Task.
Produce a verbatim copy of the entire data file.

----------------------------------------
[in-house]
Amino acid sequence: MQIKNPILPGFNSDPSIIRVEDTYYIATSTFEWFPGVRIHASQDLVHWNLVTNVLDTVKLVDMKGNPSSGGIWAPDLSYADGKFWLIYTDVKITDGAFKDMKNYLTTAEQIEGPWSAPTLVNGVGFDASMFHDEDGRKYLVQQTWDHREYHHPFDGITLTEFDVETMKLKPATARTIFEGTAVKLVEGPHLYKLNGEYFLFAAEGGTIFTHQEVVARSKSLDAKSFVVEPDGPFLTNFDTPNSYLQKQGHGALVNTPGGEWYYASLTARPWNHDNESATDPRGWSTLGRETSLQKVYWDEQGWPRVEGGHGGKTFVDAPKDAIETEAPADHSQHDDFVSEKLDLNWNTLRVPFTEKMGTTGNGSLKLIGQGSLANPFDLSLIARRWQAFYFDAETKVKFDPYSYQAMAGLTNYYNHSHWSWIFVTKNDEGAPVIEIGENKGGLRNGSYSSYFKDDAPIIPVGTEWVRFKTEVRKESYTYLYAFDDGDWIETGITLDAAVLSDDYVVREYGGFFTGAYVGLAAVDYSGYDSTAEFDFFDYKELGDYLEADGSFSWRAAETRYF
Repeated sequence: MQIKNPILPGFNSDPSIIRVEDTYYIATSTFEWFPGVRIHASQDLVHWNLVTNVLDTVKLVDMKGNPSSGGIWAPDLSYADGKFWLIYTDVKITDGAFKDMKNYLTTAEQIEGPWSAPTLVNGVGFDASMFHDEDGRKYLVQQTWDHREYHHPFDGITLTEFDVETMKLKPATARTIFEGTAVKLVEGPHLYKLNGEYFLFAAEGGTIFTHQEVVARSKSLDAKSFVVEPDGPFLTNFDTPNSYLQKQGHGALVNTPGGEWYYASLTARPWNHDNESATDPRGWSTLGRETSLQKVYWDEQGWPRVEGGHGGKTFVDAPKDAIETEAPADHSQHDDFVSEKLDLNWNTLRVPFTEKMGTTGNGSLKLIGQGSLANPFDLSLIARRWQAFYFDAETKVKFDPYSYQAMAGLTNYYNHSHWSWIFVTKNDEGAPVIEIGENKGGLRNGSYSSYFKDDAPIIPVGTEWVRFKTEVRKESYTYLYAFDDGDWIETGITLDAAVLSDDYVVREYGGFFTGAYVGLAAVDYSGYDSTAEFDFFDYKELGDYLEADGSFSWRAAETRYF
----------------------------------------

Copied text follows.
[in-house]
Amino acid sequence: MQIKNPILPGFNSDPSIIRVEDTYYIATSTFEWFPGVRIHASQDLVHWNLVTNVLDTVKLVDMKGNPSSGGIWAPDLSYADGKFWLIYTDVKITDGAFKDMKNYLTTAEQIEGPWSAPTLVNGVGFDASMFHDEDGRKYLVQQTWDHREYHHPFDGITLTEFDVETMKLKPATARTIFEGTAVKLVEGPHLYKLNGEYFLFAAEGGTIFTHQEVVARSKSLDAKSFVVEPDGPFLTNFDTPNSYLQKQGHGALVNTPGGEWYYASLTARPWNHDNESATDPRGWSTLGRETSLQKVYWDEQGWPRVEGGHGGKTFVDAPKDAIETEAPADHSQHDDFVSEKLDLNWNTLRVPFTEKMGTTGNGSLKLIGQGSLANPFDLSLIARRWQAFYFDAETKVKFDPYSYQAMAGLTNYYNHSHWSWIFVTKNDEGAPVIEIGENKGGLRNGSYSSYFKDDAPIIPVGTEWVRFKTEVRKESYTYLYAFDDGDWIETGITLDAAVLSDDYVVREYGGFFTGAYVGLAAVDYSGYDSTAEFDFFDYKELGDYLEADGSFSWRAAETRYF
Repeated sequence: MQIKNPILPGFNSDPSIIRVEDTYYIATSTFEWFPGVRIHASQDLVHWNLVTNVLDTVKLVDMKGNPSSGGIWAPDLSYADGKFWLIYTDVKITDGAFKDMKNYLTTAEQIEGPWSAPTLVNGVGFDASMFHDEDGRKYLVQQTWDHREYHHPFDGITLTEFDVETMKLKPATARTIFEGTAVKLVEGPHLYKLNGEYFLFAAEGGTIFTHQEVVARSKSLDAKSFVVEPDGPFLTNFDTPNSYLQKQGHGALVNTPGGEWYYASLTARPWNHDNESATDPRGWSTLGRETSLQKVYWDEQGWPRVEGGHGGKTFVDAPKDAIETEAPADHSQHDDFVSEKLDLNWNTLRVPFTEKMGTTGNGSLKLIGQGSLANPFDLSLIARRWQAFYFDAETKVKFDPYSYQAMAGLTNYYNHSHWSWIFVTKNDEGAPVIEIGENKGGLRNGSYSSYFKDDAPIIPVGTEWVRFKTEVRKESYTYLYAFDDGDWIETGITLDAAVLSDDYVVREYGGFFTGAYVGLAAVDYSGYDSTAEFDFFDYKELGDYLEADGSFSWRAAETRYF